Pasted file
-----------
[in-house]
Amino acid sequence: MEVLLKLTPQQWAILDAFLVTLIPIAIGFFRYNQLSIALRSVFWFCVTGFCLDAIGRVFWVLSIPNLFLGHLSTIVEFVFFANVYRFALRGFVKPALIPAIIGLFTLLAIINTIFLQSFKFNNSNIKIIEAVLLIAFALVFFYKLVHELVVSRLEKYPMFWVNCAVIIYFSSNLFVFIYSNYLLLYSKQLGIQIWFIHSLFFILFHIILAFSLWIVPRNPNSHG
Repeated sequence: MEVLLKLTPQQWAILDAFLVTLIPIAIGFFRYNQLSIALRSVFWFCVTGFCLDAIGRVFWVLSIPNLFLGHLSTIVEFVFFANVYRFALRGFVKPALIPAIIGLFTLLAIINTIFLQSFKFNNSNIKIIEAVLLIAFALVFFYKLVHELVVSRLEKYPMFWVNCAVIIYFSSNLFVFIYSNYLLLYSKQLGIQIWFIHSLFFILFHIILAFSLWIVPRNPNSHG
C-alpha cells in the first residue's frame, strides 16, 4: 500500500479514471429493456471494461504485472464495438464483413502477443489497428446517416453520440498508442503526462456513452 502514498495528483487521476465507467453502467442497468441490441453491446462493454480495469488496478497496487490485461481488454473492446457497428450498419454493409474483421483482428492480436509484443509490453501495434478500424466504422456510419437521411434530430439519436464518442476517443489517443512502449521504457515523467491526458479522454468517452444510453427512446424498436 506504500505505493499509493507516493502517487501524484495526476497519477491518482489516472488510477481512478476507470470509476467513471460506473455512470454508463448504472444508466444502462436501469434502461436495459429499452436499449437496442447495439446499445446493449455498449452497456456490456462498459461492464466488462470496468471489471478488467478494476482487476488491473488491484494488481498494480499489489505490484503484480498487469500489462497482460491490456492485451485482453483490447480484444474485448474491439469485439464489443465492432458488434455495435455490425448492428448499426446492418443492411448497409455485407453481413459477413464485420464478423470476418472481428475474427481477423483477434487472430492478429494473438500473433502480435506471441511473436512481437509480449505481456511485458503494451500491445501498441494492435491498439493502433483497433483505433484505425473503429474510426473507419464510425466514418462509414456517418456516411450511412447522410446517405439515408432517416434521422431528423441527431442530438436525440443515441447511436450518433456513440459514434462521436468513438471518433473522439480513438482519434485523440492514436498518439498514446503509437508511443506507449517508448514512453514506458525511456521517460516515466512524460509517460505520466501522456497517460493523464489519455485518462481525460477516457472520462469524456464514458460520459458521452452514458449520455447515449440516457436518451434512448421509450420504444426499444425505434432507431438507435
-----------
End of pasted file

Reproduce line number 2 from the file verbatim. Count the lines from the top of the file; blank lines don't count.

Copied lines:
Amino acid sequence: MEVLLKLTPQQWAILDAFLVTLIPIAIGFFRYNQLSIALRSVFWFCVTGFCLDAIGRVFWVLSIPNLFLGHLSTIVEFVFFANVYRFALRGFVKPALIPAIIGLFTLLAIINTIFLQSFKFNNSNIKIIEAVLLIAFALVFFYKLVHELVVSRLEKYPMFWVNCAVIIYFSSNLFVFIYSNYLLLYSKQLGIQIWFIHSLFFILFHIILAFSLWIVPRNPNSHG